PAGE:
The NT writers saw the ultimate, divinely-given object of faith to be Christ. Human beings reveal their attitude toward God by their faith in Christ or by their rejection of him, so the NT writers applied this prophecy to him (Mt 21:44; Lk 2:34; Ro 9:33; 1 Pe 2:8). The importance of this passage for the NT is shown by the fact that so many different NT writers quote or allude to it (see also the comments at Isa 28:16).
It is impossible in English to convey the terrifying force of the seven Hebrew words that constitute v. 15. All five of the verbs end with the same long vowel, and four of these open with the same letter and follow one another in unbroken sequence. We may attempt something like the following: “They will stumble, many of them, they will fall, be smashed, snared, seized.” This conveys a little of the sentence’s form but does scant justice to its extreme terseness or to its auditory power.
8:11–15 God deeply impressed upon Isaiah a surprising message. The holy God, who is the sanctuary for frightened human beings, is also the snare for those who do not fear him. Judah and Jerusalem wring their hands over surface-level crises (7:2, 6, 16), with little awareness of the grandeur of God. By disregarding God, they find him to be an obstacle they cannot evade. First Peter 3:15 uses language from Isa. 8:13 to identify Isaiah’s the Lord of hosts (v. 13) with Jesus Christ.
8:12 conspiracy. The people considered Isaiah a traitor because he said that Ahaz and his administration were wrong to rely on Assyria.
8:13 fear … dread. It is not people (v. 12), but the Lord who is the object of fear. The kings of Syria and Israel seem dangerous to Judah but the Lord can bring their threat to nothing. Even Assyria can do nothing without the Lord’s permission. He is the ultimate authority to whom all must submit, in whom all must trust, and to whom everyone must render an account (12:2; 33:6; 50:10; 59:19; Pss. 25:12–15; 34:11–14).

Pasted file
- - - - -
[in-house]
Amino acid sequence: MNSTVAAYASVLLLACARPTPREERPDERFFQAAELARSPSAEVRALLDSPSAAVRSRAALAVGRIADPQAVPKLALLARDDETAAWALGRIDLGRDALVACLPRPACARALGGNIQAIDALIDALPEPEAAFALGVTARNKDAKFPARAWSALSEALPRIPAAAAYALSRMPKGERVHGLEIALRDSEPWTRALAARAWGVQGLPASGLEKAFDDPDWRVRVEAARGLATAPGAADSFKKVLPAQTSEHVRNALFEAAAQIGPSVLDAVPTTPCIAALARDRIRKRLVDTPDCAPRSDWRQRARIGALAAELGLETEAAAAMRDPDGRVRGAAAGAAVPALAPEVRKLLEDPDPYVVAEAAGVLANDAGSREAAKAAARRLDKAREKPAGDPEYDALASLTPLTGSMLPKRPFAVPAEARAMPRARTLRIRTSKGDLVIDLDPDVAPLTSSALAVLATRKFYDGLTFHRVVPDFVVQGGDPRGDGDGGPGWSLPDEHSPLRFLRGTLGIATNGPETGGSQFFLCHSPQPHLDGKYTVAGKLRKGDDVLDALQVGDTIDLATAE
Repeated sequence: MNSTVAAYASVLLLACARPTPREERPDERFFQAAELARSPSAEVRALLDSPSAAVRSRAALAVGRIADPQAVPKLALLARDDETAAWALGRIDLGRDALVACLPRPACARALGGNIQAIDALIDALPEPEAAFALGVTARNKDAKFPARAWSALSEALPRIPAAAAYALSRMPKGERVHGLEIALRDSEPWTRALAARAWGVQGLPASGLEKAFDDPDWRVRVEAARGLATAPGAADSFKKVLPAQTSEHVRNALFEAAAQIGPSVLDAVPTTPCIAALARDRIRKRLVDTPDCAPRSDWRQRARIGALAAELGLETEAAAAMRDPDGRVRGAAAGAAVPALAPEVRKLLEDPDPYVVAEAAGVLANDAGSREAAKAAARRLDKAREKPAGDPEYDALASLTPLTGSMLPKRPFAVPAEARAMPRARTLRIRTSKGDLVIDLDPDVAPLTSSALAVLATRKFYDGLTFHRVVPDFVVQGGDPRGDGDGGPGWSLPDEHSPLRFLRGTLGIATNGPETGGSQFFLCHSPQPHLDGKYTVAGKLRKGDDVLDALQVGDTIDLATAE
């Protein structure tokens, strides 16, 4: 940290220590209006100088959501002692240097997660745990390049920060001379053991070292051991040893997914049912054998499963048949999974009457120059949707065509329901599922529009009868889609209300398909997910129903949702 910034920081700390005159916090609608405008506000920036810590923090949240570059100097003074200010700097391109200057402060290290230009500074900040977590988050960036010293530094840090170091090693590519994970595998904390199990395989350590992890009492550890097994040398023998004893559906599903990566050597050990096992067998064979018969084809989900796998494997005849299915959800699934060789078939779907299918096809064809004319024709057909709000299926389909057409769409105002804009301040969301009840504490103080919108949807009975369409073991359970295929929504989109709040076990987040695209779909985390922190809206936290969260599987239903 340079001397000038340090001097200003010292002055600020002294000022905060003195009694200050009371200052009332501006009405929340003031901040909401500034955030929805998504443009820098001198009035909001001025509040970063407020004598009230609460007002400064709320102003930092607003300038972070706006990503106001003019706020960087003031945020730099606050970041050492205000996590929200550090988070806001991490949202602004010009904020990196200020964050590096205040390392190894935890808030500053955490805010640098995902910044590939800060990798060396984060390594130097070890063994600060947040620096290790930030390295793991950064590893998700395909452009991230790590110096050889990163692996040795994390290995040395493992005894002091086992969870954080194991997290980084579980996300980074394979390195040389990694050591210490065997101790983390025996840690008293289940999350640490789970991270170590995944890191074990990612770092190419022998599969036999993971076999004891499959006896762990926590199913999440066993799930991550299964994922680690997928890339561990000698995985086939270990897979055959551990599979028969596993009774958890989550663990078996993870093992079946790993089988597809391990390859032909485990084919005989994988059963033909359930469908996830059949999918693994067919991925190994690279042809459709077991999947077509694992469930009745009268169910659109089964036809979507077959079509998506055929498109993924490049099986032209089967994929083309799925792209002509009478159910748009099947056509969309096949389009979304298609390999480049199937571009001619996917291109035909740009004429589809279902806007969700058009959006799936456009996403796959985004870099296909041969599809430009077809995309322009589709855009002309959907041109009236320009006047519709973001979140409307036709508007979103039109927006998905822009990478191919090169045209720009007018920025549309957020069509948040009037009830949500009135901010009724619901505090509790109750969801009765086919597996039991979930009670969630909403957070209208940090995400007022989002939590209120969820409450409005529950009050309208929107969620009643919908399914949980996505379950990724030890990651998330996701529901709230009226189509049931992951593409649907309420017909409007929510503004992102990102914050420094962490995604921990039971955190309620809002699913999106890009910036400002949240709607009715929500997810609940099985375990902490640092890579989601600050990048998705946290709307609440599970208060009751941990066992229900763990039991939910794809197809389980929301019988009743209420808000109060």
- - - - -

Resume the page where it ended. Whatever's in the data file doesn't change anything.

8:12 Do not say: The commands in vv. 12, 13, 15, 19 are in the plural. Perhaps Isaiah’s adversaries were labeling his rejection of an alliance with Assyria a conspiracy.
8:13 Hallow means to treat as holy. Your fear indicates a sense of reverence, awe, and wonder. Your dread indicates fright and terror. If the people want to be frightened, they should be frightened of God. If they want to respond to God correctly, they should treat His name with awe and fear Him (Ex. 20:20).
 MacArthur, J. (2001). Truth for today : a daily touch of God’s grace (p. 118). Nashville, Tenn.: J. Countryman.
 Grogan, G. W. (2008). Isaiah. In T. Longman III, Garland David E. (Eds.), The Expositor’s Bible Commentary: Proverbs–Isaiah (Revised Edition) (Vol. 6, pp. 523–524). Grand Rapids, MI: Zondervan.
 Crossway Bibles. (2008). The ESV Study Bible (p. 1256). Wheaton, IL: Crossway Bibles.
 Sproul, R. C. (Ed.). (2015). The Reformation Study Bible: English Standard Version (2015 Edition) (p. 1135). Orlando, FL: Reformation Trust.
 Radmacher, E. D., Allen, R. B., & House, H. W. (1999). Nelson’s new illustrated Bible commentary (p. 817). Nashville: T. Nelson Publishers.